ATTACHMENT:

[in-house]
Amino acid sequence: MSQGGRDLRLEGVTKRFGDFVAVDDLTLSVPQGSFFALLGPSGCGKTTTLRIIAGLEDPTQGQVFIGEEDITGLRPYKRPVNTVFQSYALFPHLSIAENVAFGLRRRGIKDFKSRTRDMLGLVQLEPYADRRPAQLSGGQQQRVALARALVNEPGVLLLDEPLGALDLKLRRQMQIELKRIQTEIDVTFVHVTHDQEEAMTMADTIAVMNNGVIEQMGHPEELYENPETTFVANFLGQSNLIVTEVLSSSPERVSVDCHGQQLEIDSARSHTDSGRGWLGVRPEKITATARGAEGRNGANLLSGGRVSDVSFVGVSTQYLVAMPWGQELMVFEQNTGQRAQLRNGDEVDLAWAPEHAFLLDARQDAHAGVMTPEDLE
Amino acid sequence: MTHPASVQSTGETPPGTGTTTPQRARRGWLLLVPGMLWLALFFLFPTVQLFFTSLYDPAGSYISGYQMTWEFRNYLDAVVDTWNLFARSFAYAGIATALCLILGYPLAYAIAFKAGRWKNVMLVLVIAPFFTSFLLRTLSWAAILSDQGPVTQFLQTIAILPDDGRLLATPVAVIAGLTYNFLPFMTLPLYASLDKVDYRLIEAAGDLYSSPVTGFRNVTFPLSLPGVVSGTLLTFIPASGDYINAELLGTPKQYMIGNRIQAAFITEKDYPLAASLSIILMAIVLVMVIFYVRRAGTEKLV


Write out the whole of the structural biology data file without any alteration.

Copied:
[in-house]
Amino acid sequence: MSQGGRDLRLEGVTKRFGDFVAVDDLTLSVPQGSFFALLGPSGCGKTTTLRIIAGLEDPTQGQVFIGEEDITGLRPYKRPVNTVFQSYALFPHLSIAENVAFGLRRRGIKDFKSRTRDMLGLVQLEPYADRRPAQLSGGQQQRVALARALVNEPGVLLLDEPLGALDLKLRRQMQIELKRIQTEIDVTFVHVTHDQEEAMTMADTIAVMNNGVIEQMGHPEELYENPETTFVANFLGQSNLIVTEVLSSSPERVSVDCHGQQLEIDSARSHTDSGRGWLGVRPEKITATARGAEGRNGANLLSGGRVSDVSFVGVSTQYLVAMPWGQELMVFEQNTGQRAQLRNGDEVDLAWAPEHAFLLDARQDAHAGVMTPEDLE
Amino acid sequence: MTHPASVQSTGETPPGTGTTTPQRARRGWLLLVPGMLWLALFFLFPTVQLFFTSLYDPAGSYISGYQMTWEFRNYLDAVVDTWNLFARSFAYAGIATALCLILGYPLAYAIAFKAGRWKNVMLVLVIAPFFTSFLLRTLSWAAILSDQGPVTQFLQTIAILPDDGRLLATPVAVIAGLTYNFLPFMTLPLYASLDKVDYRLIEAAGDLYSSPVTGFRNVTFPLSLPGVVSGTLLTFIPASGDYINAELLGTPKQYMIGNRIQAAFITEKDYPLAASLSIILMAIVLVMVIFYVRRAGTEKLV